Big Macs to big data: How dining has changed

Big Macs to big data: How dining has changed

When brothers Dick and Maurice McDonald opened their first restaurant, ‘McDonald's Bar-B-Q’, in 1940, there were 25 items on the menu. By 1948, realising almost all of their money was coming from hamburger sales and not barbeque dishes, they shut down to rethink their business. When they reopened three months later there were just nine items on the menu and a revolutionary self-service window replaced waiters and waitresses – a new era had begun.

The streamlining of the McDonald’s menu and food preparation system is one of the earliest examples of customer insights improving the dining experience and increasing profits. Nearly 80 years later, decisions based on much bigger data sets are shaping every aspect of the food service industry. Not even the enterprising McDonald brothers could have predicted how the fast food model they pioneered would shift in response to advances in automation:

‘Robots will replace humans and cash won’t be accepted at soon-to-be-opened Shake Shack’ is a real news story. In fact, experts have predicted that robots and automation could entirely replace people in the foodservice industry by the mid-2020s.

It’s not just fast food drive-thrus that are becoming increasingly data-driven. Every part of the restaurant industry’s supply chain is seeing improvements thanks to big data and automation. Structured data (collected online and at the point of sale in restaurants) is being combined with unstructured data (including restaurant reviews, social media trends and even weather and traffic reports) to remove logistical inefficiencies, personalise customer experiences, build loyalty among consumers, and ultimately boost profits.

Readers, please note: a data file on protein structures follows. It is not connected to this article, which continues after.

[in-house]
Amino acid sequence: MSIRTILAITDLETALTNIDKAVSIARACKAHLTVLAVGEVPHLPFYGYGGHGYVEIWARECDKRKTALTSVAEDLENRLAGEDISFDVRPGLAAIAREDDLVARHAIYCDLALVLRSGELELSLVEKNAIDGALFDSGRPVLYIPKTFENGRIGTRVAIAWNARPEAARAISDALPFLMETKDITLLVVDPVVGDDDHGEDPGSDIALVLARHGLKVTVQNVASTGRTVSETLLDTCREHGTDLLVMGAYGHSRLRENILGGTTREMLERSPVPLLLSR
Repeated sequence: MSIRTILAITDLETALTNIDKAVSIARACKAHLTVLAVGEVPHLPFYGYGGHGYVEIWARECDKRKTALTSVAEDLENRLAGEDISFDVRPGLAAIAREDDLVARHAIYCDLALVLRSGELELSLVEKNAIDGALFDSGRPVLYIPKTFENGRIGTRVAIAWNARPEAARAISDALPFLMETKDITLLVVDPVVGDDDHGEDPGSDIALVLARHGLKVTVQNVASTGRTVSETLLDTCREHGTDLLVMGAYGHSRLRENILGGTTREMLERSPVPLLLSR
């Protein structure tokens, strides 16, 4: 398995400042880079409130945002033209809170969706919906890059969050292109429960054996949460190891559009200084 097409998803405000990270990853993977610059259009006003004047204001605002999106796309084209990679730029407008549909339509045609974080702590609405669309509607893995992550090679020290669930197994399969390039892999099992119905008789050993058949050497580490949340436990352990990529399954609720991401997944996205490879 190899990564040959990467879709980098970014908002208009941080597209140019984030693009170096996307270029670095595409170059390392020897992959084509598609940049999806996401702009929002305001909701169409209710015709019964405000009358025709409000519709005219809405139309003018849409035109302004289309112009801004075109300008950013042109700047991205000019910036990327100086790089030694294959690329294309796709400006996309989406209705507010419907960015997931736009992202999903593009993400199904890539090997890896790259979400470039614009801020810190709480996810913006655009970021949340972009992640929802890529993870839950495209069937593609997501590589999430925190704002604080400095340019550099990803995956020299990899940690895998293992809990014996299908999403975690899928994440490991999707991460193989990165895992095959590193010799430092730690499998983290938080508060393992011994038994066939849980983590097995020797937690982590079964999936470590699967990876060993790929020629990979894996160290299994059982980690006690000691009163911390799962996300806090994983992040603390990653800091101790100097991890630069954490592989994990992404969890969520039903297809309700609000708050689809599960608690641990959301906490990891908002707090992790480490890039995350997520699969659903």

The power of personalisation:

Data can provide a strategic advantage before a restaurant is even built. U.S.-based salad chain Tender Greens learns the best location to open a new outlet using its ‘psychographic’ – a demographic profile of its ideal customer built from customer analytics and refined by local Google search trends.

Once its doors are open, a data-savvy restaurant can then use dozens of smart solutions to improve the dining experience. For example, most of us know the disappointing feeling of a medium steak coming out well-done. Mediterranean restaurant chain Cava used data to tackle the problem, by monitoring grill temperatures with sensors. By avoiding inconsistencies, complaints about food quality dropped by 28%.

The chain, which doubled its U.S. presence in 2017, has also used sensors to analyse queues, finding that customers tend to bunch up around menu boards while making their selection. Instead of removing options, menus were redesigned to let customers know ahead of time what to expect at the serving station, resulting in lines moving 10% faster and holding 12% more customers.

On a larger scale, Google recently announced a forthcoming feature that uses location data to provide live wait times for sit-down restaurants, which means soon we won’t need suffer the annoyance of walking in and then straight out of a packed restaurant.

Then there’s the customer and the need to streamline diners’ experiences and removing the ‘pain points’ caused by frustrating wait times, confusing menus, and clumsy, time-consuming payment methods. Barclaycard is at the forefront of finding a solution.

Dine & Dash:

‘Dine & Dash’ allows you to skip the post-meal wait to pay. Using a totem on the table, customers download the app, then simply tap, eat and go.